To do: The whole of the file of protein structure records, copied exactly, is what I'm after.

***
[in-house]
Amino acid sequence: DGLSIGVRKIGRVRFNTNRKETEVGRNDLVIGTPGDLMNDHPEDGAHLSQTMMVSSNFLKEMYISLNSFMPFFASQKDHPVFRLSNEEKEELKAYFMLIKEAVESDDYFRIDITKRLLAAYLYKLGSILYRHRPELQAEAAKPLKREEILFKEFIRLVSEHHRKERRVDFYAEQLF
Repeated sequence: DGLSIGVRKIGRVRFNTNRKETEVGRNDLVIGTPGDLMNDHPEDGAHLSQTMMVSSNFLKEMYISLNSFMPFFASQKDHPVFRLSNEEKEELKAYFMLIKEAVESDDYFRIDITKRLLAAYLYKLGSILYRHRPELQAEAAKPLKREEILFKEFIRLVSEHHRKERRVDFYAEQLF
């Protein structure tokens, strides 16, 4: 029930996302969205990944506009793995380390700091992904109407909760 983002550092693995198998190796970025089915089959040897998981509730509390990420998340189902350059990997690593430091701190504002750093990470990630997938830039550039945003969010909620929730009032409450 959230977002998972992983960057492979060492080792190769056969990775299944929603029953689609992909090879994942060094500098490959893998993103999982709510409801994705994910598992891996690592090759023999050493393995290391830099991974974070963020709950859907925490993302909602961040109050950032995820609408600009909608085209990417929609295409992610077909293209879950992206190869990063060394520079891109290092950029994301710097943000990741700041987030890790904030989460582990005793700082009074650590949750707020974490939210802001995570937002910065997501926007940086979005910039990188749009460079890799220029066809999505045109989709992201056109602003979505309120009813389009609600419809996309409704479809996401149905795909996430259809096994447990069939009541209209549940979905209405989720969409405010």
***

[in-house]
Amino acid sequence: DGLSIGVRKIGRVRFNTNRKETEVGRNDLVIGTPGDLMNDHPEDGAHLSQTMMVSSNFLKEMYISLNSFMPFFASQKDHPVFRLSNEEKEELKAYFMLIKEAVESDDYFRIDITKRLLAAYLYKLGSILYRHRPELQAEAAKPLKREEILFKEFIRLVSEHHRKERRVDFYAEQLF
Repeated sequence: DGLSIGVRKIGRVRFNTNRKETEVGRNDLVIGTPGDLMNDHPEDGAHLSQTMMVSSNFLKEMYISLNSFMPFFASQKDHPVFRLSNEEKEELKAYFMLIKEAVESDDYFRIDITKRLLAAYLYKLGSILYRHRPELQAEAAKPLKREEILFKEFIRLVSEHHRKERRVDFYAEQLF
């Protein structure tokens, strides 16, 4: 029930996302969205990944506009793995380390700091992904109407909760 983002550092693995198998190796970025089915089959040897998981509730509390990420998340189902350059990997690593430091701190504002750093990470990630997938830039550039945003969010909620929730009032409450 959230977002998972992983960057492979060492080792190769056969990775299944929603029953689609992909090879994942060094500098490959893998993103999982709510409801994705994910598992891996690592090759023999050493393995290391830099991974974070963020709950859907925490993302909602961040109050950032995820609408600009909608085209990417929609295409992610077909293209879950992206190869990063060394520079891109290092950029994301710097943000990741700041987030890790904030989460582990005793700082009074650590949750707020974490939210802001995570937002910065997501926007940086979005910039990188749009460079890799220029066809999505045109989709992201056109602003979505309120009813389009609600419809996309409704479809996401149905795909996430259809096994447990069939009541209209549940979905209405989720969409405010």